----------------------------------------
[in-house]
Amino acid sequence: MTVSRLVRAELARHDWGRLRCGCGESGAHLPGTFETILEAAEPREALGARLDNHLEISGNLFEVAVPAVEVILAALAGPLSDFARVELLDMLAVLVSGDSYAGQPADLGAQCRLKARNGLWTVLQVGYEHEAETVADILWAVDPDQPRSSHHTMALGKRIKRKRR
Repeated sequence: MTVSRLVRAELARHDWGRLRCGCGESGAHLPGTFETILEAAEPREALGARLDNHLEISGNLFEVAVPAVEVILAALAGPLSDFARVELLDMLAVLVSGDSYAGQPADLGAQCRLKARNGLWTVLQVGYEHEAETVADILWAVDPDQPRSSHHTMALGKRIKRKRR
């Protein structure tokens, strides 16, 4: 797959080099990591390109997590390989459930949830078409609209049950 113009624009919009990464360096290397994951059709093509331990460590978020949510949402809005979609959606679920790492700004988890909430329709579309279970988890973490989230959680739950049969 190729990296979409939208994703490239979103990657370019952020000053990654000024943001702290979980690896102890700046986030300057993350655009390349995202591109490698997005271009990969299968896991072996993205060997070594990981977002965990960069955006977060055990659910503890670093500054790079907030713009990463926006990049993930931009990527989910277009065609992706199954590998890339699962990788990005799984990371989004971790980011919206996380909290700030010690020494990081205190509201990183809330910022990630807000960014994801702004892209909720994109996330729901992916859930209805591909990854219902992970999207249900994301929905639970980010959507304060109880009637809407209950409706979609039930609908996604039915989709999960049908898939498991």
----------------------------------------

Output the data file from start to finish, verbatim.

[in-house]
Amino acid sequence: MTVSRLVRAELARHDWGRLRCGCGESGAHLPGTFETILEAAEPREALGARLDNHLEISGNLFEVAVPAVEVILAALAGPLSDFARVELLDMLAVLVSGDSYAGQPADLGAQCRLKARNGLWTVLQVGYEHEAETVADILWAVDPDQPRSSHHTMALGKRIKRKRR
Repeated sequence: MTVSRLVRAELARHDWGRLRCGCGESGAHLPGTFETILEAAEPREALGARLDNHLEISGNLFEVAVPAVEVILAALAGPLSDFARVELLDMLAVLVSGDSYAGQPADLGAQCRLKARNGLWTVLQVGYEHEAETVADILWAVDPDQPRSSHHTMALGKRIKRKRR
């Protein structure tokens, strides 16, 4: 797959080099990591390109997590390989459930949830078409609209049950 113009624009919009990464360096290397994951059709093509331990460590978020949510949402809005979609959606679920790492700004988890909430329709579309279970988890973490989230959680739950049969 190729990296979409939208994703490239979103990657370019952020000053990654000024943001702290979980690896102890700046986030300057993350655009390349995202591109490698997005271009990969299968896991072996993205060997070594990981977002965990960069955006977060055990659910503890670093500054790079907030713009990463926006990049993930931009990527989910277009065609992706199954590998890339699962990788990005799984990371989004971790980011919206996380909290700030010690020494990081205190509201990183809330910022990630807000960014994801702004892209909720994109996330729901992916859930209805591909990854219902992970999207249900994301929905639970980010959507304060109880009637809407209950409706979609039930609908996604039915989709999960049908898939498991």